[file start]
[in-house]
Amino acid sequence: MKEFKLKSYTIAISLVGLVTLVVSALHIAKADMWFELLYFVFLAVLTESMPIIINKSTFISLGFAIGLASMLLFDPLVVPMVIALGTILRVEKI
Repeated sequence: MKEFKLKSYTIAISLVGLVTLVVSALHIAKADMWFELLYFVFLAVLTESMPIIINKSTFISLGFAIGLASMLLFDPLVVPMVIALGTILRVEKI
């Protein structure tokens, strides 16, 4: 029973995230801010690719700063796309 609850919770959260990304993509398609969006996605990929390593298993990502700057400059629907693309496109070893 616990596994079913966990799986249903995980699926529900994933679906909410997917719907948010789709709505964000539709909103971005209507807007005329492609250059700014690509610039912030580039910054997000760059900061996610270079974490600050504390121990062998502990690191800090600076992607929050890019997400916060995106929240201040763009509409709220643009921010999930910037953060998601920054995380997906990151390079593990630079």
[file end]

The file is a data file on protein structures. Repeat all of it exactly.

[in-house]
Amino acid sequence: MKEFKLKSYTIAISLVGLVTLVVSALHIAKADMWFELLYFVFLAVLTESMPIIINKSTFISLGFAIGLASMLLFDPLVVPMVIALGTILRVEKI
Repeated sequence: MKEFKLKSYTIAISLVGLVTLVVSALHIAKADMWFELLYFVFLAVLTESMPIIINKSTFISLGFAIGLASMLLFDPLVVPMVIALGTILRVEKI
């Protein structure tokens, strides 16, 4: 029973995230801010690719700063796309 609850919770959260990304993509398609969006996605990929390593298993990502700057400059629907693309496109070893 616990596994079913966990799986249903995980699926529900994933679906909410997917719907948010789709709505964000539709909103971005209507807007005329492609250059700014690509610039912030580039910054997000760059900061996610270079974490600050504390121990062998502990690191800090600076992607929050890019997400916060995106929240201040763009509409709220643009921010999930910037953060998601920054995380997906990151390079593990630079």